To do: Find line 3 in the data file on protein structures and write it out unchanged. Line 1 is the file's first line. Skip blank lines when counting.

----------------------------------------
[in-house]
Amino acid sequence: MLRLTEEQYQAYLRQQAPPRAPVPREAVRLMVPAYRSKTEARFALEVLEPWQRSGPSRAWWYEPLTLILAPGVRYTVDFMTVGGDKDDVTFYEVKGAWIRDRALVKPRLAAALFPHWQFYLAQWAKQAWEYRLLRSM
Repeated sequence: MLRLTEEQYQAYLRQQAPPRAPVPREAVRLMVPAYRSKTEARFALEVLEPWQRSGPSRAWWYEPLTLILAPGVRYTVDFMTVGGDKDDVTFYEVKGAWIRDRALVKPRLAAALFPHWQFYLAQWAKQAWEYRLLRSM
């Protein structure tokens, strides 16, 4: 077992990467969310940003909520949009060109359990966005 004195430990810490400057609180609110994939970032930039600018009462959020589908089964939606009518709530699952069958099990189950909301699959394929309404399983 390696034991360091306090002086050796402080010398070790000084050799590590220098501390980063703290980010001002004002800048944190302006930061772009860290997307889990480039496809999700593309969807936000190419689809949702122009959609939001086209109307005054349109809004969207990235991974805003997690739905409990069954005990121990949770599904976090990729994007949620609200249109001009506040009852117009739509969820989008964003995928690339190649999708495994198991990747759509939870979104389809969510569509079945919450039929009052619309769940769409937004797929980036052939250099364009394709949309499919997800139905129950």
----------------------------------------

Repeated sequence: MLRLTEEQYQAYLRQQAPPRAPVPREAVRLMVPAYRSKTEARFALEVLEPWQRSGPSRAWWYEPLTLILAPGVRYTVDFMTVGGDKDDVTFYEVKGAWIRDRALVKPRLAAALFPHWQFYLAQWAKQAWEYRLLRSM